There’s also a meatier-than-usual post on Kottke.org by Tim Carmody about where the web went wrong and how the spirit of blogging might point to the desired way forward:
A lot of the efforts to reshape social media, or to walk away from it in favor of RSS feeds or something else, are really attempts to recapture those utopian elements that were active in the zeitgeist ten, fifteen, and twenty years ago. They still exercise a powerful hold over our collective imagination about what the internet is, and could be, even when they take the form of dashed hopes and stifled dreams.
These days I’m thinking about this stuff all of the time. I know I’m hardly the only one.
Blocked on Spotify: The Public Has Spoken
With an upcoming update, Spotify will let you block music from any artist you don’t like throughout the app. This means it will block music from that artist on your personal library, playlists, automatically curated playlists, charts, radios, and everything else. In fact, you won’t be able to manually play music from an artist you’ve blocked even if you wanted to — and you’d have to unblock an artist before you can play a certain track from them.
I’ve seen this being sold as a way to no longer hear artists that annoyingly keep popping up in algorithmic playlists — the feature is touted as “much-requested” and I think that’s originally why it was requested — but it’s obvious this is Spotify’s way of dealing with deplorable artists on the platform. It’s a passing of the buck, if you will, after Spotify’s disastrous attempt at self-censorship.
I can’t say I blame Spotify for putting this decision in an individual user’s hands. At least they’re responding and doing something. Knowing Spotify, I’m sure there’s some data-gathering at play, too. It would be in the platform’s best interest to learn of artists that are being blocked en masse by its users. Then Spotify would be able to quietly downplay those artists in playlists and features. The public has spoken.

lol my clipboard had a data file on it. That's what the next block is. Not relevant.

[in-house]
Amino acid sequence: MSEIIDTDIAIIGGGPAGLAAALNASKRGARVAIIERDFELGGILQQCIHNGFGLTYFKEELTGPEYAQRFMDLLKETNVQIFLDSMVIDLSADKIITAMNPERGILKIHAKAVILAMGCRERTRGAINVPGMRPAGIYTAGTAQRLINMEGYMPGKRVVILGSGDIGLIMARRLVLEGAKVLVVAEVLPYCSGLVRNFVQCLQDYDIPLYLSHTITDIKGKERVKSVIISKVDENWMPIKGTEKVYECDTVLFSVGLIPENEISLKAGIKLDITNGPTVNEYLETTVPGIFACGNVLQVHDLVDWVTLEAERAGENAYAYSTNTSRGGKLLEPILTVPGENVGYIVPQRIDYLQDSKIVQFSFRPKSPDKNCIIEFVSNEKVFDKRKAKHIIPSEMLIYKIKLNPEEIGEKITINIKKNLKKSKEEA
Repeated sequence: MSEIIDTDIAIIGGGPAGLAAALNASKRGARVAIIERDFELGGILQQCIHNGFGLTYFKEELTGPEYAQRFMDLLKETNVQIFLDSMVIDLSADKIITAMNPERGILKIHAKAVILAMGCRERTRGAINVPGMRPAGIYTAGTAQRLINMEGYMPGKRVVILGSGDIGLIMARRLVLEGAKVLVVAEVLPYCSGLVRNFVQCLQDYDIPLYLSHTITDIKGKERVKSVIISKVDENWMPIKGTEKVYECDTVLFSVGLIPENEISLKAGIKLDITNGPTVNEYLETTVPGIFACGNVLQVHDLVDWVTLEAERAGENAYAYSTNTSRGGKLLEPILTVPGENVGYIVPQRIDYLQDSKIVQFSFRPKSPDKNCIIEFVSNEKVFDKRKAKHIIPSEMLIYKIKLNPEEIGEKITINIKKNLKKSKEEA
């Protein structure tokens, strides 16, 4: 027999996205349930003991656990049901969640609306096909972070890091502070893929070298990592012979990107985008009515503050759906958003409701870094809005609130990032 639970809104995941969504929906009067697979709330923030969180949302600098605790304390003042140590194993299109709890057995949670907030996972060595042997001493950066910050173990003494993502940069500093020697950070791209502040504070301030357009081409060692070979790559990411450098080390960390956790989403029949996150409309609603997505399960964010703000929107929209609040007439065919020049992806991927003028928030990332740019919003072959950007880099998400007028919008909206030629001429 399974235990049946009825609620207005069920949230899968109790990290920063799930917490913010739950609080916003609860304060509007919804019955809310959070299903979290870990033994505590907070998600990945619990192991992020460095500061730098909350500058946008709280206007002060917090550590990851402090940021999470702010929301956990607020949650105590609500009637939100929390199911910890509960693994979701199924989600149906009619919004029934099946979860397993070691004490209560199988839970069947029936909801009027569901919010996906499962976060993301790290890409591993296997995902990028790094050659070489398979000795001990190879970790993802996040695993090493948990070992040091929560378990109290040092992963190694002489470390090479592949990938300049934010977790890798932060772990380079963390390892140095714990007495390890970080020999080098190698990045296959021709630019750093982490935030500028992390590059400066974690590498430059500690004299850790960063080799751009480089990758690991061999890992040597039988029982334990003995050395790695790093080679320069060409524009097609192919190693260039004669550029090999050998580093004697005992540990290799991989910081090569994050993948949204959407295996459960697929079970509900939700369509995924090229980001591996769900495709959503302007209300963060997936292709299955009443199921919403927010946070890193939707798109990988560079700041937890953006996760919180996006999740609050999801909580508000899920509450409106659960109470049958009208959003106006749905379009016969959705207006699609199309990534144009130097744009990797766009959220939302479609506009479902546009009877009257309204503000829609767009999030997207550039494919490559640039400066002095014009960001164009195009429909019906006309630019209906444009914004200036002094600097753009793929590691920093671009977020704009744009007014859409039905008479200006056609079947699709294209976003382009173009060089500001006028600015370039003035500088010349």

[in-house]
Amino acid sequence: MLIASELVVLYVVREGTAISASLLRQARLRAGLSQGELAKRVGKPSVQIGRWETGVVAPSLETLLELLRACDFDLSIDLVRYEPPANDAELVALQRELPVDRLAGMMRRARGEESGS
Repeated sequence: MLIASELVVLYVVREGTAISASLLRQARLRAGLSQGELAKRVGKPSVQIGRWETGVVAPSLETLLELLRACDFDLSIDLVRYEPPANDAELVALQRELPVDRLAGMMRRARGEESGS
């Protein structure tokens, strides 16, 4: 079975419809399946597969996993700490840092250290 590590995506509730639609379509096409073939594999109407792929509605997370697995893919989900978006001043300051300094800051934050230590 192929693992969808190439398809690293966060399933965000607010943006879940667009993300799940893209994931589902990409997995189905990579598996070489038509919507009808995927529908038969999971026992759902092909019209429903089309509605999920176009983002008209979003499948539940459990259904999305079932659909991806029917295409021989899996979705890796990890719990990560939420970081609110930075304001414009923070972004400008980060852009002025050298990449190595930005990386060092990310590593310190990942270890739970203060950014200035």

Update: Another take, Spotify’s New Mute Feature Is a Patronizing Misstep
Word of the Day: Chimping
A candidate for ‘word of the day,’ via Shutter Muse:
What is Chimping?
Chimping is the act of looking at your camera’s LCD screen as soon as you have taken a photo. The term is jokingly derived from the noises that photographers often make when they see a shot they like on the back of the camera (oooh
ohh), followed sometimes by “ ape like” hand motions for others to take a look.
I look forward to my first opportunity to use this phrase in the wild. Also, it must be noted that Shutter Muse doesn’t necessarily consider ‘chimping’ a bad thing.
Put It Into the Fire Without Reading Any Farther
Brain Pickings reproduced a fan letter that Bram Stoker wrote to Walt Whitman and I’m going to steal its opening text for the greatest cold email template ever:
If you are the man I take you to be you will like to get this letter. If you are not I don’t care whether you like it or not and only ask that you put it into the fire without reading any farther. But I believe you will like it.
The Culture-Changing Rollable TV
Chances are you heard about the 2019 International CES debut of this revolutionary television:
As the host notes, these will be super-expensive at first, no doubt. But flat-screen TVs were expensive as well, and now almost everyone has one. Likewise, I think this ‘rollable’ TV (and the inevitable competing versions) will catch on in a big way. What interests me is how our culture is affected when the TV is no longer the centerpiece of our living rooms. A TV that’s made to be hidden— replaced by a painting or whatever is behind its previously allotted space — proposes a mindset that’s foreign to almost every generation. Can you imagine a house where a big screen isn’t the focus of the primary social room’s furniture and all the attention?
Immune to Misinformation
I’m happy that John Green is doing this Crash Course series on Navigating Digital Information. This is important and I look forward to all the episodes.
John recently gave up all social media for a year. Here’s his first-day video and here’s his one-month follow-up. In the